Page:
Duvalier was 19 years old when he took power following the death of his father, Francois Duvalier. Though the younger Duvalier helped increase tourism and foreign aid to Haiti, activists say his administration — like his father’s — was fraught with abuse, diverting an estimated $500 million into his personal coffers.

According to Human Rights Watch (HRW), abuses committed under Jean-Claude Duvalier’s regime included the taking of hundreds of political prisoners who later died from maltreatment or were victims of extrajudicial killings.

The international community, particularly Western countries, have been accused of overlooking the human rights abuses of the Duvalier years largely because of threat of communism and “Cold War politics,” as Dubois put it, in an effort to keep Haiti from going the way of Cuba. 

Even after he returned in 2011 and efforts to put him on trial were ongoing, Brody said that Haiti was going at it alone. Unlike the U.N. calls for the prosecution of former Iraqi President Saddam Hussein, former Liberian president Charles Taylor and others, there had been “a deafening silence from the international community” with respect to Duvalier’s case, according to Brody. 

HRW also accused Duvalier of torture and repression of the press through means of closing independent newspapers and radio stations and beating of journalists. All told, HRW says the father-son dictators ordered the killings of between 20,000 and 30,000 Haitian civilians, many of whom were killed by a paramilitary force known as the Tonton Macoutes. Others, meanwhile, fled the country, heading for the U.S. and Canada, where they settled in cities like New York, Montreal and Miami.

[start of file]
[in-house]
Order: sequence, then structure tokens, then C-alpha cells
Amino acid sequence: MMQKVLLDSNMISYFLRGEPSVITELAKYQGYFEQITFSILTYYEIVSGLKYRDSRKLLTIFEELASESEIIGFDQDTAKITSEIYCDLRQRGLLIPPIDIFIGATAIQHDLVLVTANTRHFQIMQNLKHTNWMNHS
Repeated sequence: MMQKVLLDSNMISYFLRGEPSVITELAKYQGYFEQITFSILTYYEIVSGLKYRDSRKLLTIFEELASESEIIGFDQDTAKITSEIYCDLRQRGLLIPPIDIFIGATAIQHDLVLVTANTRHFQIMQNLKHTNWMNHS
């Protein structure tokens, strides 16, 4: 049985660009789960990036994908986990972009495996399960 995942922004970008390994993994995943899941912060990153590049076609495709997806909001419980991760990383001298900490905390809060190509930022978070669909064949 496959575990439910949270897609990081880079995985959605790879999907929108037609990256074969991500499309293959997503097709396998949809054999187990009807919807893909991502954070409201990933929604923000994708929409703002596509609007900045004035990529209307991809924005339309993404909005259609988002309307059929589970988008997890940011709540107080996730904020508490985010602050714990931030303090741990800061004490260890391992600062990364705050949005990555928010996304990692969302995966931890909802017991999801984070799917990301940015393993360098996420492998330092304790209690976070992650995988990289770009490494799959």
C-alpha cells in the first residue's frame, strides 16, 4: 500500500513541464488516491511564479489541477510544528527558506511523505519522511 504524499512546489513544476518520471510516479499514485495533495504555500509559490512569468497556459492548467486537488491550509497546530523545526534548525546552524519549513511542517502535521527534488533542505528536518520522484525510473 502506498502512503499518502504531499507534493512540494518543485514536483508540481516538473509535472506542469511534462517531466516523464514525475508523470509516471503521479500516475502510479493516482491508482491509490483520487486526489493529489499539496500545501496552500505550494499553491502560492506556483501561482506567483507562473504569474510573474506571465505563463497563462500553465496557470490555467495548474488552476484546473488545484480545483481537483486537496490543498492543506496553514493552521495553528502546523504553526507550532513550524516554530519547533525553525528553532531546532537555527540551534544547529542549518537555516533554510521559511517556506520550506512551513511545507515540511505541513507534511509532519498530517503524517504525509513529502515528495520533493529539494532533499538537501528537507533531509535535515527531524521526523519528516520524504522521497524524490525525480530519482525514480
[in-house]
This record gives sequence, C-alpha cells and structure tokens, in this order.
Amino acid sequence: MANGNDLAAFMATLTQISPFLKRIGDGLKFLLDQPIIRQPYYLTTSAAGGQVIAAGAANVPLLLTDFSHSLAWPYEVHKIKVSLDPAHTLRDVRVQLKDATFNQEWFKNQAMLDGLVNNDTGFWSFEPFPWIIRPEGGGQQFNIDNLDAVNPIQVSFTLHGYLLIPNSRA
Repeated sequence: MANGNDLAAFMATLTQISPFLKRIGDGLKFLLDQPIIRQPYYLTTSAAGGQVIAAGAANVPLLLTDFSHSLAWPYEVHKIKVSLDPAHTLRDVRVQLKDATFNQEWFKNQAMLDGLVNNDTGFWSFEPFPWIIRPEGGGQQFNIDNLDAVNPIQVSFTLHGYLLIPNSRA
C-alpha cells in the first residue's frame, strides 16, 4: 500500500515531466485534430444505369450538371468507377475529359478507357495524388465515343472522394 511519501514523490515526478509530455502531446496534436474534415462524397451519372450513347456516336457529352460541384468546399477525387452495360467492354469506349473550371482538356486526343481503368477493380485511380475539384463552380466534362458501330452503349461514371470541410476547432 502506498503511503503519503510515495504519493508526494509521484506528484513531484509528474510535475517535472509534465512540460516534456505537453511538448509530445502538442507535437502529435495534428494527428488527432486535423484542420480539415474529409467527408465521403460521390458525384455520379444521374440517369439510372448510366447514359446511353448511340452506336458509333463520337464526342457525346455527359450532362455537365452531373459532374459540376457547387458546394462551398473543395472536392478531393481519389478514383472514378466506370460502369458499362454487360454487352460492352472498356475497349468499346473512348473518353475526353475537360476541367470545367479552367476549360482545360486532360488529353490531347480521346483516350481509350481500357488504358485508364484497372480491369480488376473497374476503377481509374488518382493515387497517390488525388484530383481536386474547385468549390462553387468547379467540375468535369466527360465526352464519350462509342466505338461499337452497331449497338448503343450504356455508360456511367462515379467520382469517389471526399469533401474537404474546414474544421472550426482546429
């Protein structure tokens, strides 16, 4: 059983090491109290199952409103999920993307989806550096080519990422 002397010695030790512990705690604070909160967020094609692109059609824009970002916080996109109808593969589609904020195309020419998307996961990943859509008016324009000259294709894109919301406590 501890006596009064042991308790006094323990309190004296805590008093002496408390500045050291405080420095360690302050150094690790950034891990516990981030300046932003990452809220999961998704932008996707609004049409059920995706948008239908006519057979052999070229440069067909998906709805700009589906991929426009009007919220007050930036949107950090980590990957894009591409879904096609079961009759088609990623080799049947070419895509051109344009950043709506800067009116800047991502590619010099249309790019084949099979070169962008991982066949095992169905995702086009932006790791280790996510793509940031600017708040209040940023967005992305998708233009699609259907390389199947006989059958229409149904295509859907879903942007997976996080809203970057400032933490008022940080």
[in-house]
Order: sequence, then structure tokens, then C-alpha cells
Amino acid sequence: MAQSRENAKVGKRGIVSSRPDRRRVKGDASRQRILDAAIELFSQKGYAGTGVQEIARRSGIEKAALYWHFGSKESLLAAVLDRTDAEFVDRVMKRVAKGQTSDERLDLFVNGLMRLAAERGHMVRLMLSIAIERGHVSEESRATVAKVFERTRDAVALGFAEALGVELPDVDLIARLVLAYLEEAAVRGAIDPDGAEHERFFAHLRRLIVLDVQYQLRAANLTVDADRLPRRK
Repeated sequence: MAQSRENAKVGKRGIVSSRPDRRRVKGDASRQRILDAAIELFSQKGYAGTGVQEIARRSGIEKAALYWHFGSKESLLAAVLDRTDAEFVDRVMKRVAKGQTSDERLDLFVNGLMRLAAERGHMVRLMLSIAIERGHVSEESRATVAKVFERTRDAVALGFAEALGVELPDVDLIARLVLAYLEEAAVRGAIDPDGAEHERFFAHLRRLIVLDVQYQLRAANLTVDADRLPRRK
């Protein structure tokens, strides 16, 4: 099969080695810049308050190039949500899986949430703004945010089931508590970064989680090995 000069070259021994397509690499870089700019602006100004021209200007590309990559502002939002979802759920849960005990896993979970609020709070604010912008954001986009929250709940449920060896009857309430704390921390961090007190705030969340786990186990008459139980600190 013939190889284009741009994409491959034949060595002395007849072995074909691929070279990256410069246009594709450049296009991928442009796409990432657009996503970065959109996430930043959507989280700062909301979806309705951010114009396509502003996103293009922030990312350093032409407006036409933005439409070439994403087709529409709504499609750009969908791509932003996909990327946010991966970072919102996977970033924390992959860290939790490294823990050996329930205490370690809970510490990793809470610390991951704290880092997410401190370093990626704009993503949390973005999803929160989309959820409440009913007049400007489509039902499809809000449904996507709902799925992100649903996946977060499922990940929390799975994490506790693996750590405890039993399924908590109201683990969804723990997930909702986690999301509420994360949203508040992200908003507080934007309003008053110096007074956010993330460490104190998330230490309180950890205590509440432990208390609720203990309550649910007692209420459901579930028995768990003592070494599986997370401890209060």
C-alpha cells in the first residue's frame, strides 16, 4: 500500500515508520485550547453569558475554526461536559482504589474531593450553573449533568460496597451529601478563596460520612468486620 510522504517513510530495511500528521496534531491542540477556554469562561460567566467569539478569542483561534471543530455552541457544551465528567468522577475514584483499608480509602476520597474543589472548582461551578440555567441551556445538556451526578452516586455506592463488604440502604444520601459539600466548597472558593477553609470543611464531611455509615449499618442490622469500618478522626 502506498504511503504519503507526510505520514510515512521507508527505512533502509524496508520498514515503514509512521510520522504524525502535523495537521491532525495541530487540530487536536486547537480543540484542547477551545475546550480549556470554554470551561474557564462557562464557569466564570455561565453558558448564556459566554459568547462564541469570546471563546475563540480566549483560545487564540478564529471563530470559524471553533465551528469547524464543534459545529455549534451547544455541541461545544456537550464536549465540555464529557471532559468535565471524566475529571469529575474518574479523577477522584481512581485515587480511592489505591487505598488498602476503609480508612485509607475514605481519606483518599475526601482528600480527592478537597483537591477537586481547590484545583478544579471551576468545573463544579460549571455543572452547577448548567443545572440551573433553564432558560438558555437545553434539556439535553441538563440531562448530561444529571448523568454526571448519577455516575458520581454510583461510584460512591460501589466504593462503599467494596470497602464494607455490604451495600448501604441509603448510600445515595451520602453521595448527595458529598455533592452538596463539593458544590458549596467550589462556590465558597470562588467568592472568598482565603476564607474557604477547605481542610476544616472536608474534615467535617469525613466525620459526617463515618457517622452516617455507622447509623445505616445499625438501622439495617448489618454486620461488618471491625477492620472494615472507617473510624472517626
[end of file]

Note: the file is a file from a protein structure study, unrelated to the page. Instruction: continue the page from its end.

Reckoning with the past

But in a country where the median age is around 22 years old, many Haitians are too young to remember Duvalier’s rule. There are also Haitians, who despite what has happened in the past, are ready to put it behind them and focus on the present and the future.

But Dubois said there is a significant strand of the population that is “nostalgic for the Duvalier years” and the stability it provided them.

“If you didn't get yourself crossed up or in trouble with the Macoutes, you lived a peaceful life. The streets were clean, people could not litter as people litter now,” Port-au-Prince resident Ronel Labranche told Al Jazeera’s Andy Gallacher on Monday. 

But for victims and their families, Duvalier’s death doesn't make them yearn for the pastLugner Guiges said that his father was tortured under Duvalier's rule and the death of the former leader has brought him no sense of closure.  

Guiges said of Duvalier, “He died, I don't care [that] he died. He was supposed to be dying for so long, you know, I don't care about him.”

But even as Duvalier's death closes a chapter of Haitian history, some say for a country that has dealt with military coups, a U.S. intervention, natural disasters and political upheaval in the years since his and his father's reign, moving forward from their legacy requires coming to terms with the past.  

“So much of the present of Haiti is the result of these regimes that it’s difficult exactly how to progress if there’s not some serious reckoning with that past and what it’s done to the country,” Dubois said.